Murals, once the only large-size advertising medium, have now become a fashionable form of street art that perfectly weaves into the urban landscape and helps build a unique atmosphere in abandoned neighbourhoods awaiting renovation. Such enormous, colourful works can also be seen in Szczecin. Often painted on the uppermost walls of tenements, they lend their surroundings a sense of big-city style and character.
In pre-1989 Poland, murals mostly used to serve propaganda purposes. Their purpose was to advertise local or large-scale enterprises, and promote slogans associated with the bygone system. Such paintings can still be found on Portowa Gate, in Lenin Square (modern-day Szarych Szeregów Square), Kaszubska Street and Żołnierza Polskiego Square. Many parts of the city still conceal communist-era murals, such as the one on Batalionów Chłopskich Street advertising that long-gone company, Polmozbyt.
Many unique and diverse murals can be found in Szczecin, their themes ranging from patriotism to the individual visions of their creators.
Many murals are created in Pomorzany. This neighbourhood is particularly popular with artists due to its diverse architecture. Old German standalone tenements are frequently found interwoven among the post-war residential buildings. This results in enormous surfaces perfect for this type of painting. Pomorzany murals can be seen at 44 Powstańców Wielkopolskich Avenue and 68 Kolumba, 23 Budziszyńska and 8 Chmielewskiego Streets.
Nowe Miasto, near the Main Railway Station:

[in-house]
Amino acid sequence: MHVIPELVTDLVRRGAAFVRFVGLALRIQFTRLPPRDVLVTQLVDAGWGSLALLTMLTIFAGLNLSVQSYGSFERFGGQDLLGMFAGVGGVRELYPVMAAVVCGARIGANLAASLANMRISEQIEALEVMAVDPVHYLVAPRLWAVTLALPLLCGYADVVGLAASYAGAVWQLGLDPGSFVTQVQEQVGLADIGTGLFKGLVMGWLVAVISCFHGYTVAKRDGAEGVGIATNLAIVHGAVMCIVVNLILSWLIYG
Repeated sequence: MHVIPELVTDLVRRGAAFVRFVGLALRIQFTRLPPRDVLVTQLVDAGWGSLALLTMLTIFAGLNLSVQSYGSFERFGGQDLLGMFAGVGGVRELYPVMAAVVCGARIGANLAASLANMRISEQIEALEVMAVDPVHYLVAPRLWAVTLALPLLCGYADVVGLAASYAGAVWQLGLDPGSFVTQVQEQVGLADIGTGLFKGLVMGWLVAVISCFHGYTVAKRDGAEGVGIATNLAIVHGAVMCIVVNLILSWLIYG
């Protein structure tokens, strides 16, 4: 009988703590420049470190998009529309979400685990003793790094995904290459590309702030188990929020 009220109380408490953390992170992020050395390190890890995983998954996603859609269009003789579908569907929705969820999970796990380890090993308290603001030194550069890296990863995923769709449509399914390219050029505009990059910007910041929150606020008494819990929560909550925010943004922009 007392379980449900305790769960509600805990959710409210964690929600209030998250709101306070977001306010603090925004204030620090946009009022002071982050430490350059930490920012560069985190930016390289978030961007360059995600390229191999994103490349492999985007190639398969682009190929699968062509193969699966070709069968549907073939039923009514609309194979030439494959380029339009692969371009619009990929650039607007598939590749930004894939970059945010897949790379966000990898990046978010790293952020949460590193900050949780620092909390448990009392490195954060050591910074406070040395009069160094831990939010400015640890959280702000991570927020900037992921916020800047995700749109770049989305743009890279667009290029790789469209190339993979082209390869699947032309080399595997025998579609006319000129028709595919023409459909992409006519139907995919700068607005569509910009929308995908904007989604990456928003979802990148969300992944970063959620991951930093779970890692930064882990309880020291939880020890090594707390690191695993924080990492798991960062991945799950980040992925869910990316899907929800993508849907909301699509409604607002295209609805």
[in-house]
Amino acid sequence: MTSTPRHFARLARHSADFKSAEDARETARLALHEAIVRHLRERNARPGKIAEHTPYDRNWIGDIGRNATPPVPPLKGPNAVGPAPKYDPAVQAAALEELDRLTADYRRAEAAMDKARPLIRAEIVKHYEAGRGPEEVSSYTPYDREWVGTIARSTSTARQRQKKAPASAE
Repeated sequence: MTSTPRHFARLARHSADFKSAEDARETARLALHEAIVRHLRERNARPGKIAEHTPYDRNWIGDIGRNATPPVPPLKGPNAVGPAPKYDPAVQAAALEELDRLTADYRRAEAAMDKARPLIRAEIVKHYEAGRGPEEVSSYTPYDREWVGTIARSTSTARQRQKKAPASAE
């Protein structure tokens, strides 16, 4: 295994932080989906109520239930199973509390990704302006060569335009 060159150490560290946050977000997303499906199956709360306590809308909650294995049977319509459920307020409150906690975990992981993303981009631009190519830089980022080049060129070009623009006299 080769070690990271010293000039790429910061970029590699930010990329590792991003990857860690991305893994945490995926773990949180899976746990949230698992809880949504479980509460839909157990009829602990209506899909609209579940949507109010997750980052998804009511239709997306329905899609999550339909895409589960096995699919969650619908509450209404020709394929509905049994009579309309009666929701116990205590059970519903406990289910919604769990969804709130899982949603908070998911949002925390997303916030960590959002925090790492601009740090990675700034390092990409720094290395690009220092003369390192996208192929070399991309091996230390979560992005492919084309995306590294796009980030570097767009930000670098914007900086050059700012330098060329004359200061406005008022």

If you don't have enough time to wander around and enjoy the city, and you have arrived by train, several large-size murals can be found in Nowe Miasto – near the Main Railway Station, including in Owocowa and at 11 Czarnieckiego Streets.
The city centre is also full of hidden murals, the "Man on a rope in the clouds" can be seen at 6 Ściegiennego Street, and the "Hall of Fame" at 77 Wyzwolenia Avenue. Many murals are also created on the pillars under Trasa Zamkowa. The area has become an impressive gallery for various smaller murals as well. One which stands out the most is a mural depicting two traffic police officers. The purpose of the mural is to warn drivers about exceeding the speed limit.
You can also find modern paintings in the more remote, northern parts of the city. As part of a project to introduce the residents of Skolwin to art, two murals have been created at 128 and 161 Stołczyńska Street, which perfectly match the atmosphere of the neighbourhood.
Local street art is still developing, with new works being created every year for everyone to enjoy. Artists who have contributed their art include Lump, Michał "Sepe" Wręga, Jakub Bitka, Dariusz Miliński, Mariusz Waras, Grek Dimitris Taxis, Zesar Bahamonte and Kreda. We are looking forward to seeing more!